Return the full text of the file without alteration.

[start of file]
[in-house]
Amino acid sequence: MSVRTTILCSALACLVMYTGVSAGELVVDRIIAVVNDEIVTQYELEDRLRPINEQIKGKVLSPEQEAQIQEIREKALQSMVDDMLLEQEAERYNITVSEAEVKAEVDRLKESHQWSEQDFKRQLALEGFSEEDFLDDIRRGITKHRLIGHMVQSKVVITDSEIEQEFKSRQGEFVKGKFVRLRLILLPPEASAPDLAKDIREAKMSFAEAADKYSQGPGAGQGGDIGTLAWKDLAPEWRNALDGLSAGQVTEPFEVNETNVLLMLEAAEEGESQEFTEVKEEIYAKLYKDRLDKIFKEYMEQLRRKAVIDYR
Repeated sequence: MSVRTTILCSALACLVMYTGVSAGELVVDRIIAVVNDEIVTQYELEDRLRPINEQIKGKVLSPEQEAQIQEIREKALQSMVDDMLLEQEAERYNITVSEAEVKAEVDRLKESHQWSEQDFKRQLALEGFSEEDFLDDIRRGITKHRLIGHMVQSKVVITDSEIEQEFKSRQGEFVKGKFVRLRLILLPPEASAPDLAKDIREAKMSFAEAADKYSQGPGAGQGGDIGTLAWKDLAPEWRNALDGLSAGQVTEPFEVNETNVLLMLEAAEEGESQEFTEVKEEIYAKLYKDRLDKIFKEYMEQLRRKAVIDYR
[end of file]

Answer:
[in-house]
Amino acid sequence: MSVRTTILCSALACLVMYTGVSAGELVVDRIIAVVNDEIVTQYELEDRLRPINEQIKGKVLSPEQEAQIQEIREKALQSMVDDMLLEQEAERYNITVSEAEVKAEVDRLKESHQWSEQDFKRQLALEGFSEEDFLDDIRRGITKHRLIGHMVQSKVVITDSEIEQEFKSRQGEFVKGKFVRLRLILLPPEASAPDLAKDIREAKMSFAEAADKYSQGPGAGQGGDIGTLAWKDLAPEWRNALDGLSAGQVTEPFEVNETNVLLMLEAAEEGESQEFTEVKEEIYAKLYKDRLDKIFKEYMEQLRRKAVIDYR
Repeated sequence: MSVRTTILCSALACLVMYTGVSAGELVVDRIIAVVNDEIVTQYELEDRLRPINEQIKGKVLSPEQEAQIQEIREKALQSMVDDMLLEQEAERYNITVSEAEVKAEVDRLKESHQWSEQDFKRQLALEGFSEEDFLDDIRRGITKHRLIGHMVQSKVVITDSEIEQEFKSRQGEFVKGKFVRLRLILLPPEASAPDLAKDIREAKMSFAEAADKYSQGPGAGQGGDIGTLAWKDLAPEWRNALDGLSAGQVTEPFEVNETNVLLMLEAAEEGESQEFTEVKEEIYAKLYKDRLDKIFKEYMEQLRRKAVIDYR